Family Health: 5 Ways Pollen Can Affect Your Health

Many people cannot wait for flowers to bloom and trees to flourish come spring, but it can be a nightmare for those living with a pollen allergy. Rather than embracing the glorious sunshine and enjoying a stroll outdoors, many people might feel they have no choice but to remain inside the home to combat the health issue.

If you suspect you or your kids might be living with an allergy, and want to combat its various symptoms, read about the five ways, pollen can affect your health.

Red, Itchy Eyes

Red, itchy eyes are a common side effect of a pollen allergy. Rather than allowing the issue to ruin your spring, summer, and fall, look for ways to combat the problem. For example, you can take Pataday® eye drops once per day, which can improve your quality of life during the sun-filled seasons. As it can provide itchy eyes allergy relief, it’s an ideal solution for managing various eye allergies, such as pollen, grass, and even pet dander.

A Scratchy Throat

It’s not only your eyes that can itch when the pollen count is high, as you might struggle with a scratchy throat. Unlike the nose, the mouth cannot filter air well, resulting in your throat becoming irritated, as it can trap pollen as it enters your system. Thankfully, you can alleviate the issue by taking an over-the-counter antihistamine.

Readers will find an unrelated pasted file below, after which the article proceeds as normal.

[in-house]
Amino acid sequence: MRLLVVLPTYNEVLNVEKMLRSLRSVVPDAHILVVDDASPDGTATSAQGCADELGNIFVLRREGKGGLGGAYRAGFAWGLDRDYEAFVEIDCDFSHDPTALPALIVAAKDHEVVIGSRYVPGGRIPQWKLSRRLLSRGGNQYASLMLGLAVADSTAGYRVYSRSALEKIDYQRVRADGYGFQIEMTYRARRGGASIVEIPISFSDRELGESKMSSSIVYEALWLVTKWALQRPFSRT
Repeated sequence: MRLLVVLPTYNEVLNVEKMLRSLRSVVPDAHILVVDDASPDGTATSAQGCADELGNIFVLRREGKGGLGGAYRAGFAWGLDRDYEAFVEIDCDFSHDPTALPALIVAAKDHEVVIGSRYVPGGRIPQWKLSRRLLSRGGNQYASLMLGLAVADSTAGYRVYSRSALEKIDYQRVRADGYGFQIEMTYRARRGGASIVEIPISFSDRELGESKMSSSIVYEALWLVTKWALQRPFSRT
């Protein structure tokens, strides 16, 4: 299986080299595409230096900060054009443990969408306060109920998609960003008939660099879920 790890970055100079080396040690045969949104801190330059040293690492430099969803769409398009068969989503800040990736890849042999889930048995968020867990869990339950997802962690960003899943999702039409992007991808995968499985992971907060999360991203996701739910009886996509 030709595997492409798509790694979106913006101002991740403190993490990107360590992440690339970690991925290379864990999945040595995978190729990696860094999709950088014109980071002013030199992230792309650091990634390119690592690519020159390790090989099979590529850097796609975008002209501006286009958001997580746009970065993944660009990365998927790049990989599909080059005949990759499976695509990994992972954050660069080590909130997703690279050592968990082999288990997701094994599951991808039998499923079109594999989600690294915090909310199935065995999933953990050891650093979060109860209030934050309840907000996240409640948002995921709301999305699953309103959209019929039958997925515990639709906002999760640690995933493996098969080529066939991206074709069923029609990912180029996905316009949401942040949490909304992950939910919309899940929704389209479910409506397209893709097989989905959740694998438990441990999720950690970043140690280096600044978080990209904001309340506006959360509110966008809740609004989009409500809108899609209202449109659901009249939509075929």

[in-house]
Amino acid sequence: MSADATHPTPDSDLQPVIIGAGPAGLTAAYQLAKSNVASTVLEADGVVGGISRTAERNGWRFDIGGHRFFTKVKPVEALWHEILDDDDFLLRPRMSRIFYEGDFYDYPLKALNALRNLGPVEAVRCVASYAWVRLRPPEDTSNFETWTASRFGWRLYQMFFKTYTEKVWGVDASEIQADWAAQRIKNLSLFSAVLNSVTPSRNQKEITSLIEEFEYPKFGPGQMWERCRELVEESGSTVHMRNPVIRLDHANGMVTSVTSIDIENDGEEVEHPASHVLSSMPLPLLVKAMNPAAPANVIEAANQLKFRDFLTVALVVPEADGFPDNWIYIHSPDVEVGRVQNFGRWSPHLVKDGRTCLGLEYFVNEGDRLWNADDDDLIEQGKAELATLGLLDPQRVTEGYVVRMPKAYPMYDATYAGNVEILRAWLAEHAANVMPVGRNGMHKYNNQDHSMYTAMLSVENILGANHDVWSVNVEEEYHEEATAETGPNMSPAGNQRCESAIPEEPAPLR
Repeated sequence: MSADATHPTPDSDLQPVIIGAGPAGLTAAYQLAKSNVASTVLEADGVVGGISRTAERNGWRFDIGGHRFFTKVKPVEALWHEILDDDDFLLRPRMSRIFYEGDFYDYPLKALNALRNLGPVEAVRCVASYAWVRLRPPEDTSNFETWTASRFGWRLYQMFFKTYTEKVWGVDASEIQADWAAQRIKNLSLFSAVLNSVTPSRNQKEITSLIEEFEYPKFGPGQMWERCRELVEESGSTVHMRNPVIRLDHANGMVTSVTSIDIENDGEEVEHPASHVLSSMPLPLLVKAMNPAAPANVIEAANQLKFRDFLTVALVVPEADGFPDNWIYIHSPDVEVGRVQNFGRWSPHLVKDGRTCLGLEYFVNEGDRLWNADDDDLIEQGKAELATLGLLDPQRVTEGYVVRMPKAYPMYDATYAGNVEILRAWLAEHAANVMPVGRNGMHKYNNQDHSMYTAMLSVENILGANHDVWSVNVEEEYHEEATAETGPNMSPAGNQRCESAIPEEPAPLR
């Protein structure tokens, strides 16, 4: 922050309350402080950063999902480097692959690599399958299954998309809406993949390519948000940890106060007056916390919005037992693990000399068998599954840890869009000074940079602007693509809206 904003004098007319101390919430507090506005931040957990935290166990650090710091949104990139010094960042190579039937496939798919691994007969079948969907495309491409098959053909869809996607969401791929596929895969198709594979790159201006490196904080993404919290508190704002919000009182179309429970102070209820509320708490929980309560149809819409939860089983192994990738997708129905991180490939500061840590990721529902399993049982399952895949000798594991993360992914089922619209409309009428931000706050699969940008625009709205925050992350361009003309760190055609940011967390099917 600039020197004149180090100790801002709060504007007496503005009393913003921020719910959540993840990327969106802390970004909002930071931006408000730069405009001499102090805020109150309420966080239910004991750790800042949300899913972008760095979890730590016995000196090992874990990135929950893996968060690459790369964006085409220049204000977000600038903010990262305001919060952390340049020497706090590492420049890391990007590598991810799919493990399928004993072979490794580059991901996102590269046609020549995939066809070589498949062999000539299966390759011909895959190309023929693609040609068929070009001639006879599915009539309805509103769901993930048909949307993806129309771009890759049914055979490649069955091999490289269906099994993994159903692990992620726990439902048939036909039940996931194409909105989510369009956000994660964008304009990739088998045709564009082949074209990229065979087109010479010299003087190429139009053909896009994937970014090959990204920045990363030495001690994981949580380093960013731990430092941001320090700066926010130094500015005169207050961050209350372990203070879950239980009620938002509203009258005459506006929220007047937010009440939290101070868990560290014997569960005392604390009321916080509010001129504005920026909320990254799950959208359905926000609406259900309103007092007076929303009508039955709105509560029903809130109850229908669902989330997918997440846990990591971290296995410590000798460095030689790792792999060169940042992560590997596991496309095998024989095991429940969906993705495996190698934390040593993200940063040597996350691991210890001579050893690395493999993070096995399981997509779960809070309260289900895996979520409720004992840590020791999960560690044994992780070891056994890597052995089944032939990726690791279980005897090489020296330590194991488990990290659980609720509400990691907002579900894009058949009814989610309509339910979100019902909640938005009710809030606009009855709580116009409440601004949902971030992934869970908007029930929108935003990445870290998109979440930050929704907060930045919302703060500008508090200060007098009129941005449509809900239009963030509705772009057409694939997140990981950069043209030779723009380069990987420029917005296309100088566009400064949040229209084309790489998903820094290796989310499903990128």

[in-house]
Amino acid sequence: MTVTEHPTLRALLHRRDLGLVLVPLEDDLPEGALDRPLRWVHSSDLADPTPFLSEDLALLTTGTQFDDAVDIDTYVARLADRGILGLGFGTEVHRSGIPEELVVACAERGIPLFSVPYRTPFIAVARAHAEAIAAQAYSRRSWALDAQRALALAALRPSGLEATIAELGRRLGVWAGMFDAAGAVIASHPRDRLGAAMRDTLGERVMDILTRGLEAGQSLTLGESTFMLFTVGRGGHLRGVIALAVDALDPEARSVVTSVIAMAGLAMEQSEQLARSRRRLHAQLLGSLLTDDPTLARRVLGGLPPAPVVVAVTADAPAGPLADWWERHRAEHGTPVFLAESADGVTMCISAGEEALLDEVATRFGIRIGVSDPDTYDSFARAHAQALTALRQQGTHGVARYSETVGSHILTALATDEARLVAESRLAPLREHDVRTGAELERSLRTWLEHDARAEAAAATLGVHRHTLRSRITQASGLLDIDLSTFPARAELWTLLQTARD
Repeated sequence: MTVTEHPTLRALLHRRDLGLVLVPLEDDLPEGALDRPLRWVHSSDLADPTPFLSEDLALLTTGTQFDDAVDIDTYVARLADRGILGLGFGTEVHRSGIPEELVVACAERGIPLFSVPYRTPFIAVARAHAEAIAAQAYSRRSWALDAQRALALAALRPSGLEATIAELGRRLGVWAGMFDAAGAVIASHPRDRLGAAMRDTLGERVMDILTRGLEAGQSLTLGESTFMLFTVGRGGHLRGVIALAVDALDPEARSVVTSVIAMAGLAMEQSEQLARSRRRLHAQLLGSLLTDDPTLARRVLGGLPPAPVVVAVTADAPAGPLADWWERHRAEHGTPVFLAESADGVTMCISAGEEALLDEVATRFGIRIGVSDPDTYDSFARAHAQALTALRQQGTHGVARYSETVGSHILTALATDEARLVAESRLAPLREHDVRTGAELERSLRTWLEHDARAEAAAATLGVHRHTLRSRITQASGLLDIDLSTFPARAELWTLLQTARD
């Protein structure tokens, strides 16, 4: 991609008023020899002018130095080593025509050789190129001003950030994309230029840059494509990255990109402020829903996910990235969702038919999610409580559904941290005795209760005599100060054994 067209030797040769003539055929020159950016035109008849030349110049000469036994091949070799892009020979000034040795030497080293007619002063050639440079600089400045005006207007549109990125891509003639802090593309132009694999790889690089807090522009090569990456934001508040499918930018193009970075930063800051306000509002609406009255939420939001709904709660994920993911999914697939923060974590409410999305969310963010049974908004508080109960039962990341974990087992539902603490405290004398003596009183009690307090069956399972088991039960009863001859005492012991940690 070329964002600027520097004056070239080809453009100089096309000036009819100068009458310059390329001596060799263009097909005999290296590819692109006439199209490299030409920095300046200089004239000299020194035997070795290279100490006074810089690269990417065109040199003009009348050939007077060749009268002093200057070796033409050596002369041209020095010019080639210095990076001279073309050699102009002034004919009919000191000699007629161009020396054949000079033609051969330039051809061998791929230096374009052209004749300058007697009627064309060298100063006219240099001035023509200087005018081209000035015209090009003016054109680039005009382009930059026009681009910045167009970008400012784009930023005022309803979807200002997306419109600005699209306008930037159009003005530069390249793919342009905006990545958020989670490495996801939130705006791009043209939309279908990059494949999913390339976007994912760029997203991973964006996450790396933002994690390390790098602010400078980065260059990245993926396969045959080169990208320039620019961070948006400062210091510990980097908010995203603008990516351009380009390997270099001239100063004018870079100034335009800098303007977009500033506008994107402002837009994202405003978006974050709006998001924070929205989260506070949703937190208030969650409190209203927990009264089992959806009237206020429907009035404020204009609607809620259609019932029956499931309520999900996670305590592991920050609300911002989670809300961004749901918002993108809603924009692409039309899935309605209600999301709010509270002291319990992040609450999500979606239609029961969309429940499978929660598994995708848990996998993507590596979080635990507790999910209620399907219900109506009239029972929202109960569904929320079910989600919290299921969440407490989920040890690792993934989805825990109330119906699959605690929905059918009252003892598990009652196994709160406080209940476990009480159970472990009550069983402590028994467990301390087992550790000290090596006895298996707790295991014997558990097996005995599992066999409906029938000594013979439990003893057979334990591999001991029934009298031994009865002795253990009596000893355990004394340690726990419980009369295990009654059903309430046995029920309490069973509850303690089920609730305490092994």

A Runny Nose or Nasal Congestion

A pollen allergy could also lead to either a runny nose or nasal congestion, which can cause much annoyance and discomfort. Again, a long-acting antihistamine can help to ease the nasal issues. It might also help to rinse your nose using a nasal irrigation sachet from a drugstore, or a doctor could prescribe a medication to reduce the seasonal symptoms.


A pollen allergy can lead to excessive sneezing that can be both uncomfortable and annoying. It occurs when histamine signals for the brain to sneeze in an attempt to rid the body of pollen. Prevent bursts of sneezing by avoiding spending many hours outdoors when the pollen count is high. If you want or need to go outside, you should avoid doing so in the morning or middle of the day, as this is when the pollen count is at its highest. Instead, venture outdoors in the late afternoon or early evening.


Wheezing is another annoying symptom of a pollen allergy, which can affect your quality of life from spring through to fall. Pollen can increase the body’s blood flow and inflammation, which can cause a person to wheeze. Like many of the symptoms above, you can avoid wheeziness by taking an antihistamine. Also, take a shower each night to prevent pollen from landing on your pillow and then entering your airways. 

If the above tactics don’t work, book an appointment with your doctor for advice and treatment. Treating seasonal allergies can prevent the development of various health issues, too, such as eczema, sinusitis, migraines, and asthma.

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